Posts Tagged ‘charts’

Newport International Boat Show 2010

October 3, 2010

We were delighted to have been able to present our collection of historic charts, maps and plans at the prestigious Newport RI Boat Show.

It is about 6 months since we were in Newport and it was, of course, very different from the cold, sleepy and rather white little seaport town that we encountered back then.  Newport is never more beautiful than in September with the still warm days of summer lingering, if as any local will tell you, you can put-up with the ever-present threat of showers and hurricane strength winds!

The show was important for us as we have in our collection some beautiful 18th century charts and maps which we knew had never been seen in this historic town before.  All of our collection focusses on the coast-line of the eastern seaboard and Narragansett was, back in the 1770’s, a hugely important region for the British navy.  The charts are of no less appeal nowadays to those who currently sail the waters and are interested in the hydrography, the history or indeed just the beautiful art-work.

We were delighted with the response and attention we received on-stand from all who saw us.

Most important of all were the fantastic people we met while at the show, amongst whom I’d like to mention:

Lisa DiRaimo of the Rhode Island Maritime Trades Association (RIMTA) who had the stand next to us, was fabulous company and just a wealth of helpfulness and joy.  Thank you Lisa!

Lisa Knowles, Sales Manager for the Newport Exhibition Group who encouraged us to attend the show in the first place – we still have a couple of charts with your name on them Lisa!..

Merrilee Zellner, proprietor of the William Gyles Guest House in Newport, who apart from accommodating us in her fabulous establishment throughout our stay was the font of all knowledge of the people and the town of Newport.  Thank you Merrilee for your walking-tours, sheer ‘positiveness’ and enthusiasm.

click image for link

Thanks also to Heather Jernegan and Steele Sartwell of  ‘Not For Navigation’ who shared their experience of exhibiting and moments of respite between customers. We hope to see you both again at another show..

See you all next year!


The New England Boat Show February 2010

February 28, 2010

On to the New England Boat Show in Boston.  We were getting the hang of how things worked now, so we got ourselves set up fairly easily.  We had a bigger stand here, so we could spread out a bit more and show a few more charts which was good.  The large plan of the Bay and Harbour of Boston [dated between when George Washington took command of the American army in July 1775 and before the American occupation of Dorchester Heights which finally forced an end to the conflict in March 1776] was the star of the show and acted like a magnet to the good folk of Boston and drew them onto the stand.  Everyone was fascinated at what Boston used to look like before landfill, but much of the detail is still recognisable today and generated much discussion as to where they lived or boated.  The film “Shutter Island” had just been released, and we were able to identify it from this 1775 chart as Peddocks Island!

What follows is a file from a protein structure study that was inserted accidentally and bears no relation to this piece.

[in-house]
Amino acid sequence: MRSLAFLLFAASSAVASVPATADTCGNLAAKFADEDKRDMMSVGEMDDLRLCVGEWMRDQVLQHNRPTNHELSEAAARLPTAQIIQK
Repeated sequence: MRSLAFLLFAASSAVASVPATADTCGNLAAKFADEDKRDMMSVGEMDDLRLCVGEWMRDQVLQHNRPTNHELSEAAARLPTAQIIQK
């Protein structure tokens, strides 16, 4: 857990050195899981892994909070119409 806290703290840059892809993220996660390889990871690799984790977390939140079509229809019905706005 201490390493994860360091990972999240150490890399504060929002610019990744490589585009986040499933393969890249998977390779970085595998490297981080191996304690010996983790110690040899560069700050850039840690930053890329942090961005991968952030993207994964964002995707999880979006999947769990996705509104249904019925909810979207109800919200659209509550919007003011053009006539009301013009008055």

The New York Boat Show January 2010

January 28, 2010

We were delighted to exhibit at the New York Boat show in January.  It was a bit of a frantic rush to get everything ready in time and shipped over from London to New York in time, but we made it by the skin of our teeth!  We had both been to New York before on holiday, but it was our first time exibiting at the boat show and we had a lot to learn in a very short time.  We weren’t quite sure what to expect and our neighbours, Charlie and Aaron from Atlantic Marine Electrical Services Inc, were brilliant and helped us enormously to figure out the logistics.

We were really pleased with our stand, and we attracted loads of interest both from people visiting the show, and from other exhibitors which was really nice.  Many people came back several times to study the detail in the charts – and everyone had a bit of information to share about the locations or about the history.  We learnt a lot both about the history of the charts, and it was really nice to be able to talk face-to-face with everyone.  Next time we will definitely come with more charts of Long Island!

Our Logbook…

September 30, 2009

A ship’s logbook is the record of a voyage.  It is used to document all aspects of the voyage including times, distances and events, as well as personal reflections on the distance travelled.

This is the logbook of Heritage Charts, and this is the story of our journey to rediscover some of the beautiful and stunning historical maps and charts that are hidden away in various archives, and our reflections on the people who made them, why they made them, and their importance to history today.   

Welcome to our log… and please do send us your comments and suggestions!


%d bloggers like this: